By Sam Jaquiery
Facing the loss of a key individual can present a set of challenges for families who may not be fully prepared. Regrettably, some farming families may underestimate the significance of planning for the future, assuming that things will naturally align. However, taking a proactive approach to future planning is essential for ensuring the sustainability of a farming business.
According to the team at CMK Chartered Accountants, beginning succession planning is one of the most valuable processes you can do for your loved ones and your farm business. They have been raising awareness and sharing their message at events with the Dairy Women’s Network to help farmers start considering their options.
“There are many misconceptions about time, many believe it’s too difficult to manage and that they can simply wait until they pass away,” CMK Chartered Accountants managing director Andrew Darke explains.
“However, this outcome isn’t ideal for anyone and creates unnecessary stress.
“The best time to start succession planning is now, it’s an important part of a farming business and if it’s started early enough, the process is easier.”
The team at CMK work with all types of farming businesses across New Zealand with succession advisory at the core. They know there is no one-size-fits-all approach and they want people to know there are a lot of options.
“There is no one scenario, for some businesses it could be diversifying and bringing non-farming family members into the business in different roles.
“It’s about determining what is a sustainable ongoing model for the farming operation, it has to work and meet compliance and regulation as well as provide that work-life balance.
“So when families start they need to be clear about what they want to achieve, then we can move forward with a plan.”
Darke is a huge advocate for engaging independent support to guide everyone through the process. And to meet in independent locations, away from the family home.
“You can’t have those conversations around the same family kitchen table where everyone falls back into the seat they sat at as a child.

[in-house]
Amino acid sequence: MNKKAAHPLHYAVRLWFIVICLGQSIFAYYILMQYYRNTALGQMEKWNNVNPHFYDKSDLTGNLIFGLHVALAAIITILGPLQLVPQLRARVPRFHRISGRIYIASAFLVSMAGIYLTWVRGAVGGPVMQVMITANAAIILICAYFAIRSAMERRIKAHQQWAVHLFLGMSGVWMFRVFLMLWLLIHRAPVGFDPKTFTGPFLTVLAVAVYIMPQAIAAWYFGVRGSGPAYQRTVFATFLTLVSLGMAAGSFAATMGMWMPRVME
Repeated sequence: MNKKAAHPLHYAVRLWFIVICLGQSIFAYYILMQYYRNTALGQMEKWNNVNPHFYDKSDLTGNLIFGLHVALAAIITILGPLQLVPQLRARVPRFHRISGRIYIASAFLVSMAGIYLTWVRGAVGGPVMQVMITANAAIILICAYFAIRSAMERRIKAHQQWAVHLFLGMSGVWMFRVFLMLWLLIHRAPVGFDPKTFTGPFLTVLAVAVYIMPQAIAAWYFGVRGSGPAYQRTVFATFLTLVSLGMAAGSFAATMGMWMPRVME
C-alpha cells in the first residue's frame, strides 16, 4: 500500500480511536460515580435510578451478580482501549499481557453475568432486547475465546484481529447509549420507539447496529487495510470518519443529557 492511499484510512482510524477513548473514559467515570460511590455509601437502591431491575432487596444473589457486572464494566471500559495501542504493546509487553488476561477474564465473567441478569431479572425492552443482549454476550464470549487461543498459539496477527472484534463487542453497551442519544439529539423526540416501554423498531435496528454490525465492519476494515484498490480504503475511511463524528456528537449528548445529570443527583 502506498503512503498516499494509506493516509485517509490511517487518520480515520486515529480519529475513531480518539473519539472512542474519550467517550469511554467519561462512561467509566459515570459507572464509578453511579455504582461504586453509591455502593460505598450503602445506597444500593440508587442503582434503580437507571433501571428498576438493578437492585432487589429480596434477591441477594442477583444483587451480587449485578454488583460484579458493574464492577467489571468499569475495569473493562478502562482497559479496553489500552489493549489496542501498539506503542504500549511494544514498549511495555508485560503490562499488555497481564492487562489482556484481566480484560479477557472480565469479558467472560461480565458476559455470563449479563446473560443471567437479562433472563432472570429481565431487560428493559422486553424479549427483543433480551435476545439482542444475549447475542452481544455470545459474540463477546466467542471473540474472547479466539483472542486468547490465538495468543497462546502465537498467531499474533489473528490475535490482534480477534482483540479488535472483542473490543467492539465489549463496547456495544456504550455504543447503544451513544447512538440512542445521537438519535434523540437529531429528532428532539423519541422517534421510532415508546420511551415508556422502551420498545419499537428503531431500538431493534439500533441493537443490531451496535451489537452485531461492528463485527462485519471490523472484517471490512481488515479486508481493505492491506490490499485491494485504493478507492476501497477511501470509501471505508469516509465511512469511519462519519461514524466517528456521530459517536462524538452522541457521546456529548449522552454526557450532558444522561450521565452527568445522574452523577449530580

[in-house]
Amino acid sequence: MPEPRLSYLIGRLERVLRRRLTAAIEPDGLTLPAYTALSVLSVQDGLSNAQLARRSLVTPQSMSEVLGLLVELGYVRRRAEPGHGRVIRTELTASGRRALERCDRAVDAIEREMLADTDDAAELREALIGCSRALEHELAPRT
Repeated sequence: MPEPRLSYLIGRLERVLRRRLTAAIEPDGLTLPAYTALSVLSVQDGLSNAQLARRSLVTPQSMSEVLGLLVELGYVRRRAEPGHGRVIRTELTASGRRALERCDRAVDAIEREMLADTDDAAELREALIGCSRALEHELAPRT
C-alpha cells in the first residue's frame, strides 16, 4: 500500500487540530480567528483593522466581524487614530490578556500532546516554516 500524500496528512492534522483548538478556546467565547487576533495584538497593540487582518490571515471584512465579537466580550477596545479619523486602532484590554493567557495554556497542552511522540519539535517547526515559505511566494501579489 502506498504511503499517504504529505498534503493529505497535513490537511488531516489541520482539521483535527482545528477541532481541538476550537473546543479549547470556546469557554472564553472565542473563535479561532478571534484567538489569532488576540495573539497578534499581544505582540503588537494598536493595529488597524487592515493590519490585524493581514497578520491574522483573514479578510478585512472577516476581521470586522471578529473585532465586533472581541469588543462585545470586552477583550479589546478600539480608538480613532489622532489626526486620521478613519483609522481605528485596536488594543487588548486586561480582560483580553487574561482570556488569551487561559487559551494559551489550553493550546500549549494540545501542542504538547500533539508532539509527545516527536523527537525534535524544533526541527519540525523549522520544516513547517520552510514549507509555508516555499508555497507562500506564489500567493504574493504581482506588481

“It needs to be somewhere independent so that if there are any uncomfortable conversations, you can still enjoy Christmas dinner at that table together.”
He wants people to know there are many options, especially if the children or grandchildren are not keen to run the farm.
“We encourage people to think outside the box, it’s not limited to family members, there are a lot of opportunities for others to become involved.
“One success story we’ve had was a farm manager who wasn’t related to the family and progressed through sharemilking and into equity ownership.
“They had aligned values with the family and it was a great opportunity to maintain the business within the family but allow someone with the passion to be running it day to day.”
They also encounter many people who think the goal of farm ownership is unachievable due to the value of the asset, but there are a lot of ways it can be navigated, with family loans or how the business is structured.
Communication is vital. There are no hard and fast rules about how it can play out but there needs to be clear communication throughout, and relationships are key.
“We use that old saying, blood is thicker than water but not as thick as money. The whole plan needs to be well thought out and well communicated to keep everyone on the same page.”
He has been through the succession process himself, being the third generation on a family farm, and CMK Associate, Sally Coombe is one of a fourth generation. She has been through succession planning with her parents and siblings so she has a great appreciation for the intricacies.
“Having first-hand experience I know what it is like and the biggest thing I can advocate for is that independent support,” Coombe says.
“Having someone who can support and guide everyone, without any bias, is key to success.”
When they work with families CMK starts by working out what they have initially to pass on and how financially viable is it. Then they work through their goals and play out scenarios before determining the action plan and putting steps in place.
“As well as being sustainable for the farm, it has to be sustainable for the people leaving, and the reality is if they don’t like each other they should stay out of the same paddock,” Darke says.
“And sometimes, despite the best intentions, it doesn’t go smoothly but having support is a risk mitigator.
“We encourage our clients, and any farmers, to start the conversation early, understand their current position and seek professional advice.”